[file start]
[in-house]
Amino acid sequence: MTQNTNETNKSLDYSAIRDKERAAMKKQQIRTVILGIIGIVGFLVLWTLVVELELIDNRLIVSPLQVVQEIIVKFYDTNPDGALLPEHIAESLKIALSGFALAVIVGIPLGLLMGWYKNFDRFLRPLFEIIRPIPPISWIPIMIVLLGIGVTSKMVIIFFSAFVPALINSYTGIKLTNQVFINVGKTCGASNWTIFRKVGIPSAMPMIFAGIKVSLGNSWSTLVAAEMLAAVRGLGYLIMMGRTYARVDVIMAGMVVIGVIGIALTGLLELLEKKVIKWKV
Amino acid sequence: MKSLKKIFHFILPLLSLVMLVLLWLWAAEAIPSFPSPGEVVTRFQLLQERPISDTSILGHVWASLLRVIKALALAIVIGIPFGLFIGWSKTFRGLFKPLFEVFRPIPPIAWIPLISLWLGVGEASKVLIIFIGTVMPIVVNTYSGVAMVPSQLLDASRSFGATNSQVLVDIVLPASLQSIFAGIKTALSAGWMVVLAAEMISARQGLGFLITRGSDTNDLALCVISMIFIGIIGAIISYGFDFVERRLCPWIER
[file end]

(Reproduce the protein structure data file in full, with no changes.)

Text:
[in-house]
Amino acid sequence: MTQNTNETNKSLDYSAIRDKERAAMKKQQIRTVILGIIGIVGFLVLWTLVVELELIDNRLIVSPLQVVQEIIVKFYDTNPDGALLPEHIAESLKIALSGFALAVIVGIPLGLLMGWYKNFDRFLRPLFEIIRPIPPISWIPIMIVLLGIGVTSKMVIIFFSAFVPALINSYTGIKLTNQVFINVGKTCGASNWTIFRKVGIPSAMPMIFAGIKVSLGNSWSTLVAAEMLAAVRGLGYLIMMGRTYARVDVIMAGMVVIGVIGIALTGLLELLEKKVIKWKV
Amino acid sequence: MKSLKKIFHFILPLLSLVMLVLLWLWAAEAIPSFPSPGEVVTRFQLLQERPISDTSILGHVWASLLRVIKALALAIVIGIPFGLFIGWSKTFRGLFKPLFEVFRPIPPIAWIPLISLWLGVGEASKVLIIFIGTVMPIVVNTYSGVAMVPSQLLDASRSFGATNSQVLVDIVLPASLQSIFAGIKTALSAGWMVVLAAEMISARQGLGFLITRGSDTNDLALCVISMIFIGIIGAIISYGFDFVERRLCPWIER